Colorado Senator Michael Bennet is close to jumping in the 2020 presidential race, according to a new report by the Denver Post.
Although a longtime adviser to Bennet told the paper that a final decision had not been made, the report said other sources indicated that Bennet "is taking the final steps toward becoming the second Colorado Democrat in the 2020 race," the other being former governor John Hickenlooper.
The sources said Bennet is likely to announce in anywhere from one week up to a month.
Bennet was appointed to the Senate in 2009, won a full term the following year, and then won reelection in 2016, but has kept a relatively low profile for most of his D.C. career.
However, he erupted into the national consciousness about two months ago when a rant on the Senate floor went viral, with the video of the outburst becoming the most-watched C-Span clip that the network posted to Twitter.
Since then, Bennet has used the moment as the basis for some social media ads being run in the early voting states of Iowa, New Hampshire, South Carolina, and Nevada.
Bennet would be entering a field already crowded by other Democratic senators such as Elizabeth Warren (Mass.), Cory Booker (N.J.), Kamala Harris (Calif.), Kirsten Gillibrand (N.Y.), Amy Klobuchar (Minn.) and Bernie Sanders (Vt.).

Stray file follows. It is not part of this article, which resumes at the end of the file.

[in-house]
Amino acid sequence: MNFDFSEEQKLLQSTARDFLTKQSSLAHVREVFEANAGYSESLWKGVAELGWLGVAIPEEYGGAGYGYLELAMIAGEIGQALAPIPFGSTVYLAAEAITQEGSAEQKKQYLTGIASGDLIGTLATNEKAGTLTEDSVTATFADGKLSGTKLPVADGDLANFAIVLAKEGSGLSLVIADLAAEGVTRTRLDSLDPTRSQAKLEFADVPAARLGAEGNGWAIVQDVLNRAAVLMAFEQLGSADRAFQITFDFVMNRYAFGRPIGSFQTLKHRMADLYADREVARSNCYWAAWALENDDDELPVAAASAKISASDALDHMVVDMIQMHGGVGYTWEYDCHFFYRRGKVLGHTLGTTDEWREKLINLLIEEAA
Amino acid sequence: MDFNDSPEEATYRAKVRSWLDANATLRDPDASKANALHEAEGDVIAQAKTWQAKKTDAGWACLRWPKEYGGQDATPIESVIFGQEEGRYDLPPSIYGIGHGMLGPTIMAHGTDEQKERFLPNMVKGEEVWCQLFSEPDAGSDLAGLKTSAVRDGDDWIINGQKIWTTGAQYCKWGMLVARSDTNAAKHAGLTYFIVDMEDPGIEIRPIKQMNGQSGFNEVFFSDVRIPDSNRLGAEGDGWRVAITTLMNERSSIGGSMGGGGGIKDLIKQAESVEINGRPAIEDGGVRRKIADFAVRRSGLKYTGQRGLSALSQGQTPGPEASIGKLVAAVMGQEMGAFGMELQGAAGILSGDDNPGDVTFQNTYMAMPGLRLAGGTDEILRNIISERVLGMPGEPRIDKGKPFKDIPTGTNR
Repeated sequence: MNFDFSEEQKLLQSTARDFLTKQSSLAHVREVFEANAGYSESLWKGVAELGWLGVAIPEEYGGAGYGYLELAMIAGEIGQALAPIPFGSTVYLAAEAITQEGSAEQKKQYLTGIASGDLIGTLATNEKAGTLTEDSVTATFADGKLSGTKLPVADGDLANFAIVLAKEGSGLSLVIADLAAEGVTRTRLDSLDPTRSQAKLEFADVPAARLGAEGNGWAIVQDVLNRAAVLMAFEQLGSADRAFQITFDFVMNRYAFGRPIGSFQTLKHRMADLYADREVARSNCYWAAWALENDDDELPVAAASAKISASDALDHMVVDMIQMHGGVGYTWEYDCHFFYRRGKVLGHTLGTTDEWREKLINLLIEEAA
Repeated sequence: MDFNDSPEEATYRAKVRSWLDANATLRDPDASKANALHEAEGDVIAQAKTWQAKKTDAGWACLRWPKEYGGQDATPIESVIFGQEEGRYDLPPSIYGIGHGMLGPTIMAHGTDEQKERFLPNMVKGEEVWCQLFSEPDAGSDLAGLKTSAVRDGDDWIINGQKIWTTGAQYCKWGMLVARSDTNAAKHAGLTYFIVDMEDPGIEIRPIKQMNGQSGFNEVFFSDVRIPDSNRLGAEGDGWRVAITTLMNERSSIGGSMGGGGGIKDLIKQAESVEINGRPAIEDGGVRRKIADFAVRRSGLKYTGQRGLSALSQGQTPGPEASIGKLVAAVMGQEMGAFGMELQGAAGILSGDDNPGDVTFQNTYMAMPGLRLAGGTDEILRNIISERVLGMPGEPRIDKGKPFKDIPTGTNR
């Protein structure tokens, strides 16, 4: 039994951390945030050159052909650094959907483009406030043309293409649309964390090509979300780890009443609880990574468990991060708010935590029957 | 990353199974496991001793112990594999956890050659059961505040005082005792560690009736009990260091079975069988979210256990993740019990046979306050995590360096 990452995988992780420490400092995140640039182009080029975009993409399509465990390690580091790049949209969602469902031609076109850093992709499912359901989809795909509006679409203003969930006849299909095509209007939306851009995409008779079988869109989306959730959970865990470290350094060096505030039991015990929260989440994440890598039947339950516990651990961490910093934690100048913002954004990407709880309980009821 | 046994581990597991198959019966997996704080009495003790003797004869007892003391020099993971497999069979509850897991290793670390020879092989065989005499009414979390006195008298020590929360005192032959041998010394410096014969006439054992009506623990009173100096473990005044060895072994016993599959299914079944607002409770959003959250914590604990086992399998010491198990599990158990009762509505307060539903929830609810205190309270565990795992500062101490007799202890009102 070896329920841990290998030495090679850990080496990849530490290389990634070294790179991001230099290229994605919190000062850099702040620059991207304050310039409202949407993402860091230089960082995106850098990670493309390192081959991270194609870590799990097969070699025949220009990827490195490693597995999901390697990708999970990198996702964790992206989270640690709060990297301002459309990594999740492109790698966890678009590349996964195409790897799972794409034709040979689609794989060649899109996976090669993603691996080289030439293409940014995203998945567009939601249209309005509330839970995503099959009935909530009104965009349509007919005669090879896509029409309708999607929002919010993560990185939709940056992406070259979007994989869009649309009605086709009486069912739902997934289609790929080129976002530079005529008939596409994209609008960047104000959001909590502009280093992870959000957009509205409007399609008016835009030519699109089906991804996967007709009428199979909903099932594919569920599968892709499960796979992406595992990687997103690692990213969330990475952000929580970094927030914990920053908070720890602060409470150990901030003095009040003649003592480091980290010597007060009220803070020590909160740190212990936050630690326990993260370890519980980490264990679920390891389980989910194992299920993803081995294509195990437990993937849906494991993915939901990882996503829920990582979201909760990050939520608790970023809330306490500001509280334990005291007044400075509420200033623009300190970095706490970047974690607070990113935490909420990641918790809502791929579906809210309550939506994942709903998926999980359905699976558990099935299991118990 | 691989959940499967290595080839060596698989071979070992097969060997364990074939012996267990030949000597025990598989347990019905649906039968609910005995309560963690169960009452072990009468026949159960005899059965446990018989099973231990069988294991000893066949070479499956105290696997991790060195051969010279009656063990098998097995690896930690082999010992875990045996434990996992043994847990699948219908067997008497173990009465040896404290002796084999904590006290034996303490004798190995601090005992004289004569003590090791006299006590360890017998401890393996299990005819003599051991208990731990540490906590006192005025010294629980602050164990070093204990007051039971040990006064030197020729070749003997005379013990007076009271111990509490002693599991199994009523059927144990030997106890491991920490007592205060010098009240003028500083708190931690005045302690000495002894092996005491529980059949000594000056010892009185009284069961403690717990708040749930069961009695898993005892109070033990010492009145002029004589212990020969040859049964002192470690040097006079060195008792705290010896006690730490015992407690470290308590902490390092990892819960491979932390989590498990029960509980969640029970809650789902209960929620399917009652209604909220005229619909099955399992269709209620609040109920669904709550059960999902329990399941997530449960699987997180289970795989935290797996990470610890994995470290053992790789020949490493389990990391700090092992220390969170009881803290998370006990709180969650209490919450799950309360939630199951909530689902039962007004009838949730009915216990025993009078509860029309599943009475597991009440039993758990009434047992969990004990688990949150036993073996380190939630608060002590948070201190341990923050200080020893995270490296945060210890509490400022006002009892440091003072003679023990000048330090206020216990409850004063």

Meanwhile, his fellow Colorado competitor took a small swipe at Bennet's level of government experience.
"Michael Bennet is one of my favorite people in the world and I think he is a great senator, much better than I ever would be. And if he wants to get into the presidential race, you know, I'm all for it," Hickenlooper said a week ago at the South By Southwest festival in Austin.
"Not unlike the other senators, I have a very different history than Michael does. And you know, he has, he is really brilliant at thinking through complex issues, but I don't think he probably has the same level of experience that I do in terms of bringing teams together and actually, you know, getting stuff done. Really moving things forward."
Possibly hinting at what his campaign would focus on, Bennet told NBC news in early February that "our lack of economic mobility and the huge income inequality that we have" combined to make the largest problem facing the country.